ProgrammingThis forum is for all programming questions.
The question does not have to be directly related to Linux and any language is fair game.
Welcome to LinuxQuestions.org, a friendly and active Linux Community.
You are currently viewing LQ as a guest. By joining our community you will have the ability to post topics, receive our newsletter, use the advanced search, subscribe to threads and access many other special features. Registration is quick, simple and absolutely free. Join our community today!
Note that registered members see fewer ads, and ContentLink is completely disabled once you log in.
Is it wise to learn two toolkits like GTK+ with gtkmm, wxWidgets, or QT? Look I am C++ fans and I do like all of them. But maybe I learn two of them? Is it wise to do so? Or should I look to another language like java, perl, python, c#? Or should I speliaze for one of them????
It depends what you want to accomplish... if it's just for learning purposes, so any language or API will do . If it's more web related, Java is neat and not so far away from C++ regarding syntax. Tell us what you are willing to do first
Here's what I want to do...... I want to be desktop developer who can make desktop applications. I use Gnome desktop so ( maybe ) QT would not be my choice. I have c++ background. So there are two GTK+ bindings that interesting, that is gtkmm and wxGTK ( wxWidgets that use GTK+ ).
What I like from gtkmm is this is the most popular bindings for GTK+. You can integrate applications written from this library easily into Gnome desktop.
Ok.... about wxWidgets...... you know, Borland release C++BuilderX that runs in Linux platform. It use wxWidgets library to make GUI stuff. Although now there is no wxWidgets preview ( GUI support ) for Linux platform now, some people in Borland C++BuilderX in newsgroups told me that there will be wxWidgets support in next release for Linux platform..... Borland has a good name in software development industry.
I am university student. Right now I am confused with this options. I don't know what I have to choose. If you choose wxWidgets, surely you will make programs easily with C++BuilderX and it is a nice IDE too. But you miss Gnome support for this things.......
If I choose gtkmm, there is no commecial support so I really depend on community with this stuff. I think this is okay as long as you make applications for small to midrange business. But for enterprise......?????? I believe Borland has support for enterprise much more better that GTK+ community. But I can make Gnome program easily...... with this library........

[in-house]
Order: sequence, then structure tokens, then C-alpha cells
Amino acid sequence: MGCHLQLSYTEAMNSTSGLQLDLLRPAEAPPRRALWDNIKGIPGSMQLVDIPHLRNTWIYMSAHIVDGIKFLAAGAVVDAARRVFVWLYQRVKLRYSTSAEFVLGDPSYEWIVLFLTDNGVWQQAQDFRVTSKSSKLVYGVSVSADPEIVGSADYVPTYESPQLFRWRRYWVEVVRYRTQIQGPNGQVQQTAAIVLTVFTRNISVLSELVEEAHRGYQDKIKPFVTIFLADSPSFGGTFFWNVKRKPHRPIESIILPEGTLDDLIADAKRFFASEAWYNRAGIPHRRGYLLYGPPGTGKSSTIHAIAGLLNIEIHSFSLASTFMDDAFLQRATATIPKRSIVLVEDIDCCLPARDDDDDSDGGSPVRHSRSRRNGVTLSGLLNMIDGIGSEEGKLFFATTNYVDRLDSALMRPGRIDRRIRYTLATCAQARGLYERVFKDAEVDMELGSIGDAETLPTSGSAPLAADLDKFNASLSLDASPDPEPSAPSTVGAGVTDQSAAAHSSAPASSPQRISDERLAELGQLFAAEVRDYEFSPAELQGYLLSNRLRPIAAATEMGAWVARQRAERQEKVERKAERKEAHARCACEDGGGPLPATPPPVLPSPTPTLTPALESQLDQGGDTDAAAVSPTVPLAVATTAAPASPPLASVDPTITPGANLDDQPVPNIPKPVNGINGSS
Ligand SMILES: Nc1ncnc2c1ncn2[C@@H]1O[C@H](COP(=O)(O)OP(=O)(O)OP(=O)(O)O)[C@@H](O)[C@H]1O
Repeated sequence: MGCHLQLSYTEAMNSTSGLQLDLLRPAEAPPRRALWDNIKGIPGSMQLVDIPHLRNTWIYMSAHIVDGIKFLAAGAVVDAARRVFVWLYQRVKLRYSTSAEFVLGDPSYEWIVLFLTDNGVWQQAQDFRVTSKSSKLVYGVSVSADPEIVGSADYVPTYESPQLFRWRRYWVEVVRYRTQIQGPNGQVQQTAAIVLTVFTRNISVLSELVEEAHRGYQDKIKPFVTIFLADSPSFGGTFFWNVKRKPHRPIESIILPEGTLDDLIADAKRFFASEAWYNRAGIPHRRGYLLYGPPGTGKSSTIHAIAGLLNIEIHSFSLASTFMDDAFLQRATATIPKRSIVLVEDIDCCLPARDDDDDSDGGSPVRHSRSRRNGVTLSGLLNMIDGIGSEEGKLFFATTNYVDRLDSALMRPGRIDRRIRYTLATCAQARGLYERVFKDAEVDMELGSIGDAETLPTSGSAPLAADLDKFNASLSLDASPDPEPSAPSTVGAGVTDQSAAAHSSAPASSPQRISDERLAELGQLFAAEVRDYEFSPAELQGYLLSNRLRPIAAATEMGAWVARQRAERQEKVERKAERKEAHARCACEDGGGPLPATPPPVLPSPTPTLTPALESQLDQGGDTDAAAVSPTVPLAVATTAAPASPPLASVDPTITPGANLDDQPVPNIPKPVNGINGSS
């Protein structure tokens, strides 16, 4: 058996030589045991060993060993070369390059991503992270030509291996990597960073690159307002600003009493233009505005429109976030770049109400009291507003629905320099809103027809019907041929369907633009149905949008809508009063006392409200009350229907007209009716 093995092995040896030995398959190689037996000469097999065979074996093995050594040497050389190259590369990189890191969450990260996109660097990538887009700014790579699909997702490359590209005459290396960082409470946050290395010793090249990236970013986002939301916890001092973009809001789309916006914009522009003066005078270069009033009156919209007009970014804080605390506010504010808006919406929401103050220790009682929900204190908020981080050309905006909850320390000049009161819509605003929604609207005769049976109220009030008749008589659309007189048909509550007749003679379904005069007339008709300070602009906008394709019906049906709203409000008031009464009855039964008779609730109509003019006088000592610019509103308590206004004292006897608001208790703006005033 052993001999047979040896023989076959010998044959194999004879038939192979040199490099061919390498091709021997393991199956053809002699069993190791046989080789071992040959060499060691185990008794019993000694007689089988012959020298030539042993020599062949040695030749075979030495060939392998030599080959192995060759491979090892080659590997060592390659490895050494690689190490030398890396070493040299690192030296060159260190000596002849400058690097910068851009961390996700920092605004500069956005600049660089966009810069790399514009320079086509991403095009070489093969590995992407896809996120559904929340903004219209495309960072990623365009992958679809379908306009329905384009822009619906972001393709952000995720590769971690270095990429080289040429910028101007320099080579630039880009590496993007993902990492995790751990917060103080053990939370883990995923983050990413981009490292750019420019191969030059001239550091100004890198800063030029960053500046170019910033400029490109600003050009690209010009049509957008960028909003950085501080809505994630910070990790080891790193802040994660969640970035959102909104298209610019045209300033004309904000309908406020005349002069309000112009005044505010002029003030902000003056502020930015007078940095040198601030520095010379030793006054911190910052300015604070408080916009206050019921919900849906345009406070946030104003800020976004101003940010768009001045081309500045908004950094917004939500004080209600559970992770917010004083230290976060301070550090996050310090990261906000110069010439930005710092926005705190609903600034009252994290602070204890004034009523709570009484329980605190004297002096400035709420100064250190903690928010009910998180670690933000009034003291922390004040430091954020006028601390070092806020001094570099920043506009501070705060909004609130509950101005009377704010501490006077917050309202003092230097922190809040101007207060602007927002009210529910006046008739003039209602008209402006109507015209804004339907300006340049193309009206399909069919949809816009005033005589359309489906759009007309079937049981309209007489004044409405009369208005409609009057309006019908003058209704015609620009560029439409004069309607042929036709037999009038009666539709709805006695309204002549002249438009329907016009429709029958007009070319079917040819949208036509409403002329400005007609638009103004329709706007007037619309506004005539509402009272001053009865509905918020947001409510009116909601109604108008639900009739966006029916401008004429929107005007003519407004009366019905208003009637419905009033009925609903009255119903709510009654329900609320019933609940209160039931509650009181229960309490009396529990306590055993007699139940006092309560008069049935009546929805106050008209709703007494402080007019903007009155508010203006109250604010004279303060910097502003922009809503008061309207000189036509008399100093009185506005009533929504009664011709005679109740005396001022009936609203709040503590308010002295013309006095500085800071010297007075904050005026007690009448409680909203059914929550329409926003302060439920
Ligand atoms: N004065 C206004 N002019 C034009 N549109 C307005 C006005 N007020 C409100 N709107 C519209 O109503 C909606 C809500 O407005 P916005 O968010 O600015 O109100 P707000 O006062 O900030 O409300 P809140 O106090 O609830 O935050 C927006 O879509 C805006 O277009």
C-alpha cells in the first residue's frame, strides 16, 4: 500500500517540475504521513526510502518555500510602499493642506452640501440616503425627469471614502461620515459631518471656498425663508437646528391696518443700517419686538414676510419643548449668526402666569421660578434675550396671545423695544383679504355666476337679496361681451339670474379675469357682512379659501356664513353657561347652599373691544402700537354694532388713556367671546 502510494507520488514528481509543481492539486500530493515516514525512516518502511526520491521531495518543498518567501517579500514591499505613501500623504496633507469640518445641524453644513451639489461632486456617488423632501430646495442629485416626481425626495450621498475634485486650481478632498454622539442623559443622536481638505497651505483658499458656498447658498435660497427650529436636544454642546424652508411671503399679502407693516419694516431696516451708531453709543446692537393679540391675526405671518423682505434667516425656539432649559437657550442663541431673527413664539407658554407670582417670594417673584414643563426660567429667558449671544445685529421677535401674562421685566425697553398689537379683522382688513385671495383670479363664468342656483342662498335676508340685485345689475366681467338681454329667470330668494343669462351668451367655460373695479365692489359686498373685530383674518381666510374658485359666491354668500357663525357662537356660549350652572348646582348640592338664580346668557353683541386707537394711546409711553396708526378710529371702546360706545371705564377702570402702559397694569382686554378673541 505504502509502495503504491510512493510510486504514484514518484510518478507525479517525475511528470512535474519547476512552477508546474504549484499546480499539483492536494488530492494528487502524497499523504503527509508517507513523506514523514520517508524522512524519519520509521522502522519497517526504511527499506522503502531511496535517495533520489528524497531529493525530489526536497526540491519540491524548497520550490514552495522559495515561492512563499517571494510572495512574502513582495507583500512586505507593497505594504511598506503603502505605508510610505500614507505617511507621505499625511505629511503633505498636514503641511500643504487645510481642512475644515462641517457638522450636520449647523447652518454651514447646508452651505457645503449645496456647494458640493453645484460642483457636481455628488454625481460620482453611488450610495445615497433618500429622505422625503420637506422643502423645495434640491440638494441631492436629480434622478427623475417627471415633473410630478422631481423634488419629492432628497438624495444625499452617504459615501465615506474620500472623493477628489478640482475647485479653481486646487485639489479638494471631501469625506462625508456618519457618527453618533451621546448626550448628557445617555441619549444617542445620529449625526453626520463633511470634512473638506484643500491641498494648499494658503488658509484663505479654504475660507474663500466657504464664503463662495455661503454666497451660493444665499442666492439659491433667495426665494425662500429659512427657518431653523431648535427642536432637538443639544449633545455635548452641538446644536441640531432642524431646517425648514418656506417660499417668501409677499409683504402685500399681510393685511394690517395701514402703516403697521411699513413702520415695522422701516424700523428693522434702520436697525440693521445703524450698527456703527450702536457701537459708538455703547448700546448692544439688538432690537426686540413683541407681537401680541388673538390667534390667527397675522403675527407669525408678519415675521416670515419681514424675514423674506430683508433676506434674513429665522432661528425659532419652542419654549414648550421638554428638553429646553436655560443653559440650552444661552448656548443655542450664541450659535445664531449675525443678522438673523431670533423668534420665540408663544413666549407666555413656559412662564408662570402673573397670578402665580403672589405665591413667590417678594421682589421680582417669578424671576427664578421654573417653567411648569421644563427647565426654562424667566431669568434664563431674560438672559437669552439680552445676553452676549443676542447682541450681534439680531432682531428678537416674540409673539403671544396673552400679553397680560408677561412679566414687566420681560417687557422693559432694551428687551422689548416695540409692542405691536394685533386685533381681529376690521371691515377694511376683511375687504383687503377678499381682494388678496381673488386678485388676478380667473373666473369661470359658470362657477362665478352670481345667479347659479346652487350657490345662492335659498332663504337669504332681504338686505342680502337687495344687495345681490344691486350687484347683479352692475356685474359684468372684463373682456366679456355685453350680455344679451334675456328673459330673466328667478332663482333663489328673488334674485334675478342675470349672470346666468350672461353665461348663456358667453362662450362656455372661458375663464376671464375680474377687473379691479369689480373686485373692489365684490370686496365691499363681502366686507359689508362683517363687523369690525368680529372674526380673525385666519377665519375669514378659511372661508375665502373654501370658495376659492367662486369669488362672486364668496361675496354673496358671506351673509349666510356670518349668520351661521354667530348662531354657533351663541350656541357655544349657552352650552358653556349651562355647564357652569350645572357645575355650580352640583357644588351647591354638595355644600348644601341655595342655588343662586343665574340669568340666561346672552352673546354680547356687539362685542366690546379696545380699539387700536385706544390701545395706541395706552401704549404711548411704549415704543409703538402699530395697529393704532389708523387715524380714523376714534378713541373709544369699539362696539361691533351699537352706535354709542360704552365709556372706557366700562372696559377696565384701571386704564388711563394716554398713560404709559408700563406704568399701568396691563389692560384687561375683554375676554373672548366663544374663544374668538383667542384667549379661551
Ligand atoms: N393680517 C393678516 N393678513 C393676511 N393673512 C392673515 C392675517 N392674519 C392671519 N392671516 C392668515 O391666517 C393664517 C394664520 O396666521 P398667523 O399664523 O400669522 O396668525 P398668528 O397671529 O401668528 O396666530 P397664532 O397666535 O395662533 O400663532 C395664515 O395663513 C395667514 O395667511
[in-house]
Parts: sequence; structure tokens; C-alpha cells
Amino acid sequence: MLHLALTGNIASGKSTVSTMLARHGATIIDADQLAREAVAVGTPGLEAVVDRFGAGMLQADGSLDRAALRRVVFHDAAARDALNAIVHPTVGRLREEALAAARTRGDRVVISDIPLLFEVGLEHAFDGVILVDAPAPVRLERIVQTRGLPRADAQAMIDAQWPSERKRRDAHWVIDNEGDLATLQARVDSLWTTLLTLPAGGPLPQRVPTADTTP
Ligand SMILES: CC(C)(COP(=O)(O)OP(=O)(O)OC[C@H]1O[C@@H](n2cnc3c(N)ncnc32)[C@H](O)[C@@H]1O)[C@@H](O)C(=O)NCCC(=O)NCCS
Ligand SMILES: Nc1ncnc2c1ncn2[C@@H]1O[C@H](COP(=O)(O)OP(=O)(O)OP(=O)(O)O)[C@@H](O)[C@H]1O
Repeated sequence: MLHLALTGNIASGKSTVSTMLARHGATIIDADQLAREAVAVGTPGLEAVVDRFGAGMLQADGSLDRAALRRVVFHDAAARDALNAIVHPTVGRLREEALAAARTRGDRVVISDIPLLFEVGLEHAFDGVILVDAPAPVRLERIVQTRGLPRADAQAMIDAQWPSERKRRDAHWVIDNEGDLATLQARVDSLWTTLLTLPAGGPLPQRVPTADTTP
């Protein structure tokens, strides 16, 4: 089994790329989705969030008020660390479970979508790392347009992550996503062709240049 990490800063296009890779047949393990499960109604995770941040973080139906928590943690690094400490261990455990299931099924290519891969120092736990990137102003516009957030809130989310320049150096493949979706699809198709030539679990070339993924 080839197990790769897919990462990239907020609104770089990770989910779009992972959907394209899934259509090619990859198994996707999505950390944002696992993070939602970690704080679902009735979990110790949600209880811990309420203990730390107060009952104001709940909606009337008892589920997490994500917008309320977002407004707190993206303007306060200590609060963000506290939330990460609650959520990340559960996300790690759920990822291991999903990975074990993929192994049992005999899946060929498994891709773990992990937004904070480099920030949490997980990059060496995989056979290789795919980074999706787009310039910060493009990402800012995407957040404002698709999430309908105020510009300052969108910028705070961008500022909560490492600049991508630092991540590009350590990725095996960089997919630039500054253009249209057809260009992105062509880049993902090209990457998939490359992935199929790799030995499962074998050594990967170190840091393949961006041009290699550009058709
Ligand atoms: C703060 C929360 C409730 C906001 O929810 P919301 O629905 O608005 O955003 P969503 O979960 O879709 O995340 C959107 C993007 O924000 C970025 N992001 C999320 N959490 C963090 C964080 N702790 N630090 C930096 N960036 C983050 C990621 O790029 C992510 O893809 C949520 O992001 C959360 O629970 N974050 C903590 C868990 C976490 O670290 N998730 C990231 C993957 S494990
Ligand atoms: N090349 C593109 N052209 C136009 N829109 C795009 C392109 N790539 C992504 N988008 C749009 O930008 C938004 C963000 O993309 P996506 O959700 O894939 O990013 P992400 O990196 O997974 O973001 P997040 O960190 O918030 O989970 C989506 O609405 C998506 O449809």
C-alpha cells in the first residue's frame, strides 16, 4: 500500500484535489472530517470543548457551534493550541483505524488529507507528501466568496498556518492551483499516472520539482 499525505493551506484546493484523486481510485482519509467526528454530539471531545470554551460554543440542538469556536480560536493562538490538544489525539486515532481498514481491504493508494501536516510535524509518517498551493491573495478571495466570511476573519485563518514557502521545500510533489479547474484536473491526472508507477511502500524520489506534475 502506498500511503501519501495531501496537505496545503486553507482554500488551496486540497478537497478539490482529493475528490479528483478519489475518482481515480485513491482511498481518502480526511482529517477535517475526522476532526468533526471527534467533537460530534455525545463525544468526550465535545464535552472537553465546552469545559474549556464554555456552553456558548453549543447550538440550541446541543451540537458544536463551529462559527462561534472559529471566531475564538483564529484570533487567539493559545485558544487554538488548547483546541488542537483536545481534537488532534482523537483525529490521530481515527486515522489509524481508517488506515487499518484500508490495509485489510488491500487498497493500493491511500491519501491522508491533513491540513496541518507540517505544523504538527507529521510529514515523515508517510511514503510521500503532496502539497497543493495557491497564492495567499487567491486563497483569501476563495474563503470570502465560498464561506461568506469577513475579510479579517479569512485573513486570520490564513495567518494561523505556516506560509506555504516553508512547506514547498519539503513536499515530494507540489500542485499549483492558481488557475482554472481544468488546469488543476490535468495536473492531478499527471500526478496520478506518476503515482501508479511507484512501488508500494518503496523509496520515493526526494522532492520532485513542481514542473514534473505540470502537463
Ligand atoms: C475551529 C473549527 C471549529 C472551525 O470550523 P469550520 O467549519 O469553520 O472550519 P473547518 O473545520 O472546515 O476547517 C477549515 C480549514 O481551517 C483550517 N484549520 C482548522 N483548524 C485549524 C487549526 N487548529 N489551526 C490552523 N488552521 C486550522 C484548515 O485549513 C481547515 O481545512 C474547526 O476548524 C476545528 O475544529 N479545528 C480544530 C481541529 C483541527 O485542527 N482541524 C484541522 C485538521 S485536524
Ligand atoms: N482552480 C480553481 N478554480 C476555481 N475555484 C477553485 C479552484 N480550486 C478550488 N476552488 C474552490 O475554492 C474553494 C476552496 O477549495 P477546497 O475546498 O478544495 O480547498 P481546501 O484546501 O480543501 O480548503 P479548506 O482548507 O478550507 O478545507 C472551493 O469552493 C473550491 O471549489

I think about this solution........ Learn both of them....... So you can make softwares for Gnome and don't miss enterprise oppurtinity...... with C++BuilderX.
That is my problem number one. What I scare from this solution ( learn both of them ) is that I miss chance to learn another programming language, like Java, python, perl, and C# ( via Mono ). Well, I want to learn MySql, postgresql, COBRA, xml and a lot more stuff too. Imagine how many stuff I want to learn.
Ideally I want to learn ALL THIS STUFF. But that is impossible because you only got 24 hours per day.
What I want to accomplish????? I love LInux desktop but I have to realistic that in my lifetime Linux will never beat Microsoft in desktop market so I decided to focus on programming or developing for server stuff. ( Yeah, I know in beginning of this post, I write I want to make desktop applications but this is I want to focus ). This is where I believe Linux will beat M$.
If everybody is going to develop server applications due to your reasoning how should the GNOME desktop ever get more apps?
You shouldn't care about the toolkits; background stuff is more important.
If you still care, a GTKmm application can be developed in very short time using Glade and Bakery.
Some tricks are not very well documented in GTKmm but by using the examples in the book, a basic GUI can be copy'n'pasted within a few days. There's also an IRC channel and a mailing list for questions.
wxWidgets is also nice - I like the event table makro, for example. However, developing GUIs in wxWidget wasn't as nice as in GTKmm but I admit I didn't look very deep into their layout mechanism. Using a GUIDesigner might be necessary. But its similarity to Microsoft stuff might be useful for you.
The ability to develop native looking apps in wxWidgets is also nice but this is also a little bit confusing in the beginning.
In fact, your concerns are completely void. I was able to get an idea about each toolkit in a rather short time, IMHO, so you will too.
Thus you should learn both. I also find it easier to learn new stuff when I can compare two or more options. Maybe you will feel the same?